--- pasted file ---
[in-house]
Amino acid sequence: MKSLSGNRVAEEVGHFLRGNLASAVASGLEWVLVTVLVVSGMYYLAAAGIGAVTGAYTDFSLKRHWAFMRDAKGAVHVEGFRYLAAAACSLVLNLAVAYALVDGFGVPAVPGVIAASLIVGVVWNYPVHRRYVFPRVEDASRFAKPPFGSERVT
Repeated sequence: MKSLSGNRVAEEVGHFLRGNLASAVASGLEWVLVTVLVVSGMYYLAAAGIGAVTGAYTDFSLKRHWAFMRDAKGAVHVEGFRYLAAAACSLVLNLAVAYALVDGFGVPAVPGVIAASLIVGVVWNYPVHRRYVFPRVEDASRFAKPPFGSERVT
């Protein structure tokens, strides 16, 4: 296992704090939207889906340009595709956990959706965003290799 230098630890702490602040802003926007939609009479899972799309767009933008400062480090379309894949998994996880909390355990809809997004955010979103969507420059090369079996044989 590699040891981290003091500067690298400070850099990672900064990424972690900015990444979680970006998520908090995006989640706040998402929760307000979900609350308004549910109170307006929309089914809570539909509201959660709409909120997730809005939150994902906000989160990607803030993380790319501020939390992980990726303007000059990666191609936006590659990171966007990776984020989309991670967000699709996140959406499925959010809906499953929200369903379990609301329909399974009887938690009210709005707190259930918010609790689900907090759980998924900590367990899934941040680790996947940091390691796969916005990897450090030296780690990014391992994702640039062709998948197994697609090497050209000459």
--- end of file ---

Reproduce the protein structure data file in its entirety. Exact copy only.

[in-house]
Amino acid sequence: MKSLSGNRVAEEVGHFLRGNLASAVASGLEWVLVTVLVVSGMYYLAAAGIGAVTGAYTDFSLKRHWAFMRDAKGAVHVEGFRYLAAAACSLVLNLAVAYALVDGFGVPAVPGVIAASLIVGVVWNYPVHRRYVFPRVEDASRFAKPPFGSERVT
Repeated sequence: MKSLSGNRVAEEVGHFLRGNLASAVASGLEWVLVTVLVVSGMYYLAAAGIGAVTGAYTDFSLKRHWAFMRDAKGAVHVEGFRYLAAAACSLVLNLAVAYALVDGFGVPAVPGVIAASLIVGVVWNYPVHRRYVFPRVEDASRFAKPPFGSERVT
């Protein structure tokens, strides 16, 4: 296992704090939207889906340009595709956990959706965003290799 230098630890702490602040802003926007939609009479899972799309767009933008400062480090379309894949998994996880909390355990809809997004955010979103969507420059090369079996044989 590699040891981290003091500067690298400070850099990672900064990424972690900015990444979680970006998520908090995006989640706040998402929760307000979900609350308004549910109170307006929309089914809570539909509201959660709409909120997730809005939150994902906000989160990607803030993380790319501020939390992980990726303007000059990666191609936006590659990171966007990776984020989309991670967000699709996140959406499925959010809906499953929200369903379990609301329909399974009887938690009210709005707190259930918010609790689900907090759980998924900590367990899934941040680790996947940091390691796969916005990897450090030296780690990014391992994702640039062709998948197994697609090497050209000459």